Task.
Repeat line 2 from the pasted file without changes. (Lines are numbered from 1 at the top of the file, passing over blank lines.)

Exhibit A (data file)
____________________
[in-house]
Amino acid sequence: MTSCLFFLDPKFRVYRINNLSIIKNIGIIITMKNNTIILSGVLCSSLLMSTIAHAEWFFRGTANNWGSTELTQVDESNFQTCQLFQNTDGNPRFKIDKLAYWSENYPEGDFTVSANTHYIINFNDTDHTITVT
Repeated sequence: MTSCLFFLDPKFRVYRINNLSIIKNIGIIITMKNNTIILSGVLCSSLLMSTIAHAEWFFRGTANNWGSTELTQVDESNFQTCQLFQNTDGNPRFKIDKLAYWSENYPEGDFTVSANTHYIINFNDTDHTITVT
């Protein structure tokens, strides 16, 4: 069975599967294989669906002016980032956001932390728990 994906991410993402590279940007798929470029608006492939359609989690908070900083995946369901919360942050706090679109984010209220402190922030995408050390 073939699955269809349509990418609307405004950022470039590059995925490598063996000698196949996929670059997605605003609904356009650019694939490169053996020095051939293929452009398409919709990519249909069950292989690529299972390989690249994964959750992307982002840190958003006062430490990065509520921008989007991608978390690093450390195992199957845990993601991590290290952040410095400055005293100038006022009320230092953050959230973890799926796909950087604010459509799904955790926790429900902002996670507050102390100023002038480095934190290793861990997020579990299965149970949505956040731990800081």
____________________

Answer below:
Amino acid sequence: MTSCLFFLDPKFRVYRINNLSIIKNIGIIITMKNNTIILSGVLCSSLLMSTIAHAEWFFRGTANNWGSTELTQVDESNFQTCQLFQNTDGNPRFKIDKLAYWSENYPEGDFTVSANTHYIINFNDTDHTITVT